On our first day, we reached the hotel, and got comfortable in our rooms. After a quick nap, we decided to go explore the old city. In search of the famed blue houses, we must’ve walked at least 8km, but found it impossible to spot a street with entirely blue houses. There are two reasons for this – one is ignorance, with the locals not understanding that the blue houses are a tourist attraction. The second is the type of paint used to colour the houses – you see, conventionally, the blue used to be white powder (know locally as ‘choona’) mixed with the blue tint of fabric whitener – Robin. Nowadays, people use distemper paints which, unlike choona, don’t rub off on one’s clothes. It’s difficult to find that shade of blue in distemper paints. Also, it’s just cheaper to get the houses painted white. The fact that there is no legislation making it compulsory to pain houses blue also contributes to this occurrence. Nonetheless, we did stumble upon the odd blue house, and it was quite a colourful and blissful sight.

In search of the famed blue houses, we must’ve walked at least 8km, but found it impossible to spot a street with entirely blue houses.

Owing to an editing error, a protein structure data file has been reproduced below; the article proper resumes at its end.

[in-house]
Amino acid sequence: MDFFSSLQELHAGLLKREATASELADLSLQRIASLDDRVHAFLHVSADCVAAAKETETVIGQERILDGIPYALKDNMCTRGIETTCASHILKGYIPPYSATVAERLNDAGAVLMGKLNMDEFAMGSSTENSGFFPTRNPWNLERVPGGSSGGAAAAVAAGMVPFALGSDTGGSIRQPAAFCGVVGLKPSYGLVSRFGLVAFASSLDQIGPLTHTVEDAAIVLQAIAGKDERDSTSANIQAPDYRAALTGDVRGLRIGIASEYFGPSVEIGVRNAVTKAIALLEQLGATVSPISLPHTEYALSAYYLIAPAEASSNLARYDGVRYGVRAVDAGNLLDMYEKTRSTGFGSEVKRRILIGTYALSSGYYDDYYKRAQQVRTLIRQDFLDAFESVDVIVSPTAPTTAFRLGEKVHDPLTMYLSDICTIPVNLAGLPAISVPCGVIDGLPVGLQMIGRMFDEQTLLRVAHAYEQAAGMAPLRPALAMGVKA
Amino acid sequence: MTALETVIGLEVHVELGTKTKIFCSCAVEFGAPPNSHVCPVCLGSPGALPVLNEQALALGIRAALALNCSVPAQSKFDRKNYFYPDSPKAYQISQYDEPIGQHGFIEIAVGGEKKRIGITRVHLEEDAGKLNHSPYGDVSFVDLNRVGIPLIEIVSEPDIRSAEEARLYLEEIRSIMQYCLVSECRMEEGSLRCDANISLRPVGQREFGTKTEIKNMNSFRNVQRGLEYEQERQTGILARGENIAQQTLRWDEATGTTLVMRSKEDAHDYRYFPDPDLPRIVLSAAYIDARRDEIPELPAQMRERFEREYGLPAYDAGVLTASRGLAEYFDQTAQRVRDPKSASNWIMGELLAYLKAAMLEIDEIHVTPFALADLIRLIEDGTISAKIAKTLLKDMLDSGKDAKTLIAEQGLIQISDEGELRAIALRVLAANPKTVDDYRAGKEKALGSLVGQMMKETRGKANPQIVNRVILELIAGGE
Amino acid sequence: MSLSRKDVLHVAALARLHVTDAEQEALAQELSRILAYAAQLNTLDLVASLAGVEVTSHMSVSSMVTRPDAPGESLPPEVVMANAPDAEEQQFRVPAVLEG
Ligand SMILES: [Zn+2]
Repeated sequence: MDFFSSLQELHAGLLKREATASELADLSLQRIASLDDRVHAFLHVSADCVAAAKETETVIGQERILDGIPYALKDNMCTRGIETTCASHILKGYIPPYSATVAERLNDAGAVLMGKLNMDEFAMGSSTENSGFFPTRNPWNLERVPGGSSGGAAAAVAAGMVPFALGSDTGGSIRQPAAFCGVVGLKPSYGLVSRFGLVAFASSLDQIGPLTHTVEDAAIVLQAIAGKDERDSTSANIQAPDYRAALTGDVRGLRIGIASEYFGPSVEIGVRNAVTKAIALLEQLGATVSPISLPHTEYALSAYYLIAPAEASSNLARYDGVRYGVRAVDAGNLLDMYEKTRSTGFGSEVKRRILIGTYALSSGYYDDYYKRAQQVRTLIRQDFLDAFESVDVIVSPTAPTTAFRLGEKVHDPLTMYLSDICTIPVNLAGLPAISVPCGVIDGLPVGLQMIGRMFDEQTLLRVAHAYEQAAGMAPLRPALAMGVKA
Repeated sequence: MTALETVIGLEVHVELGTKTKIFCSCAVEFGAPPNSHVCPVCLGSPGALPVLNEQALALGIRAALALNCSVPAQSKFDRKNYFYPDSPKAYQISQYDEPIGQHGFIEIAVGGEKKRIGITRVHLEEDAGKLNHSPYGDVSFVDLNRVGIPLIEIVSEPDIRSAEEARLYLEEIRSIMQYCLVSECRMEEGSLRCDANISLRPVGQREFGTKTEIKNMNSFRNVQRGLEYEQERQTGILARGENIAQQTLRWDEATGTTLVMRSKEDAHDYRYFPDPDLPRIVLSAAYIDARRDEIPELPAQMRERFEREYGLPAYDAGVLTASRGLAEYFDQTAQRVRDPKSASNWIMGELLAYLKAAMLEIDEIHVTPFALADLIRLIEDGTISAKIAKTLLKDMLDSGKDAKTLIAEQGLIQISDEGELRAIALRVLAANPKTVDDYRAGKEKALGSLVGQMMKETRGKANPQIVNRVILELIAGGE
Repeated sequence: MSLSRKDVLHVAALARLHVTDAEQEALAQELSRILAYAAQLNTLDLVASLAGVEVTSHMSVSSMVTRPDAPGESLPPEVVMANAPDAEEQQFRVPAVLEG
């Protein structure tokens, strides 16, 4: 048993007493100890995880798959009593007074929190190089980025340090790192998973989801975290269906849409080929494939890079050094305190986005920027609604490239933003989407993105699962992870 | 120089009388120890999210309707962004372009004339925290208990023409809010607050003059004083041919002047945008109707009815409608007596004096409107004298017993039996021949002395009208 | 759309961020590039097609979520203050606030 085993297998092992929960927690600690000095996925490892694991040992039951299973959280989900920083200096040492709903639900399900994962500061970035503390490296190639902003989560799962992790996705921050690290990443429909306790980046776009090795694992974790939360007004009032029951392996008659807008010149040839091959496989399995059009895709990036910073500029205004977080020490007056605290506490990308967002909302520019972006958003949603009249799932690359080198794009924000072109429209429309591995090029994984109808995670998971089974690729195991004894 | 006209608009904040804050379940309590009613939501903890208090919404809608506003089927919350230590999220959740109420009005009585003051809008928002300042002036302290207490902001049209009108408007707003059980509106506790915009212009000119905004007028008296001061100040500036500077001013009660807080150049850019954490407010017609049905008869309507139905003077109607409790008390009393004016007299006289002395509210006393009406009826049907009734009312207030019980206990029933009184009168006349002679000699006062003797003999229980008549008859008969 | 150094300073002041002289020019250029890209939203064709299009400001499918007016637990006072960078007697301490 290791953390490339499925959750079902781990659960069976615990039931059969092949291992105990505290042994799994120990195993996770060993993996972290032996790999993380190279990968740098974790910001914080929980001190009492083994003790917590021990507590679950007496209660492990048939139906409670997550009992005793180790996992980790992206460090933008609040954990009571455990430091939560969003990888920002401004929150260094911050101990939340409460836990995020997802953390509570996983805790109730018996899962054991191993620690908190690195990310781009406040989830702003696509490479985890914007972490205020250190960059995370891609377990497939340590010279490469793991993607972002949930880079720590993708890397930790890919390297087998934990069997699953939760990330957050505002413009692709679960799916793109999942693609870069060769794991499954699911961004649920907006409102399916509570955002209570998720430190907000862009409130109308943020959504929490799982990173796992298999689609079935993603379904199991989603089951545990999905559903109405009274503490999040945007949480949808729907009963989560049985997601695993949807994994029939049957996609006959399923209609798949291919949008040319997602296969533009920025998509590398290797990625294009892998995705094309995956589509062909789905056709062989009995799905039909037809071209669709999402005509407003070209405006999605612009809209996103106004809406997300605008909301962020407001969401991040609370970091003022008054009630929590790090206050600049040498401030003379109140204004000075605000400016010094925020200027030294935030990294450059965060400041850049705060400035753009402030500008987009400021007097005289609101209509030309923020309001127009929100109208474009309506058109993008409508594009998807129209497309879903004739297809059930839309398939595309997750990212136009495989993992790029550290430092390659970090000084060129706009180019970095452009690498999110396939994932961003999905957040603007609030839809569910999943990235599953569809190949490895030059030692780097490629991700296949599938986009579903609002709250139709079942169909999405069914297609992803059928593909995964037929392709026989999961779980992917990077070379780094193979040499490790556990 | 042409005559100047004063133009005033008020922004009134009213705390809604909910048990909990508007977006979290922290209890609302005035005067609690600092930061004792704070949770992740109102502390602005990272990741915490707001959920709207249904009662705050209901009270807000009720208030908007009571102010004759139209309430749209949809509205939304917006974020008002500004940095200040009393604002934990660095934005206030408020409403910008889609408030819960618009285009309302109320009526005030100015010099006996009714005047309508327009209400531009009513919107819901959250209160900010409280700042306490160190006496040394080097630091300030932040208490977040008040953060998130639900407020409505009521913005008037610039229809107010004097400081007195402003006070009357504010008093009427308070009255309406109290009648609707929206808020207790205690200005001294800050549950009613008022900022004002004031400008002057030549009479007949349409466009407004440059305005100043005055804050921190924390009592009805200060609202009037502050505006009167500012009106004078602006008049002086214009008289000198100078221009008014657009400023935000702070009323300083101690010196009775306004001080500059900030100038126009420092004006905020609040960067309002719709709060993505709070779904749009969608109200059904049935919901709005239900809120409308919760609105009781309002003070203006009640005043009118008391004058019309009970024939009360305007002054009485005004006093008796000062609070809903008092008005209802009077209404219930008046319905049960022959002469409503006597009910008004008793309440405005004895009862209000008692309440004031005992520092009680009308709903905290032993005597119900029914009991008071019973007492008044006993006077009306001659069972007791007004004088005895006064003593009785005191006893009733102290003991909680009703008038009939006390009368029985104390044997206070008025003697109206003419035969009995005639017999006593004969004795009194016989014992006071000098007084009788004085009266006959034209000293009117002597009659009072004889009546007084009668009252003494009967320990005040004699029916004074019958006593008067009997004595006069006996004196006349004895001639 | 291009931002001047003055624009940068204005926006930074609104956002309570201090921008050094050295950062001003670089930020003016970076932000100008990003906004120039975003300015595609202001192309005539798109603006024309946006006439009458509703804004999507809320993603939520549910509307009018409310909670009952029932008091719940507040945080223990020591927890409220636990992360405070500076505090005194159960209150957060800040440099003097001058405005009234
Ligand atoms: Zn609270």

On the following day, we kept time aside for the Mehrangarh Fort. This fort is surreal. It juts out of the ground abruptly, making for a jaw dropping sight. You can see the fort from pretty much any place in the old city. It’s ever present, a reminder of Jodhpur’s royal roots. Built in 1459 by Rao Jodha, the fort is situated 410 feet (125 m) above the city and is one of the largest forts in the country. A winding road leads to and from the city located at its footsteps. It is a truly imposing structure, towering above everything else in the city. There’s an entry ticket to the fort, and I would recommend you reach as early as possible. The fort opens its doors to the public at 9am, and that’s a good time to enter if you want to avoid the crowds that will follow later.

Still owned by the royal family of Jodhpur, the Mehrangarh Fort is managed by the royal family’s trust. The trust employs 600 people ( a major source of employment in the region), and manages both the fort and the Umaid Bhawan palace. I have to say, the fort and the palace have both been maintained to the highest of standards. I’ve been to many other forts in the country, but Mehrangarh was the cleanest and best laid out. The museum at the fort is accessible by buying a ticket, which comes at a nominal cost. Remember that the ticket prices pay for the salaries of the staff and maintenance of the fort itself, and the price seems like a steel.

Still owned by the royal family of Jodhpur, the Mehrangarh Fort is managed by the royal family’s trust. The trust employs 600 people ( a major source of employment in the region), and manages both the fort and the Umaid Bhawan palace. I have to say, the fort and the palace have both been maintained to the highest of standards. I’ve been to many other forts in the country, but Mehrangarh was the cleanest and best laid out. The museum at the fort is accessible by buying a ticket, which comes at a nominal cost. Remember that the ticket prices pay for the salaries of the staff and maintenance of the fort itself, and the price seems like a steel.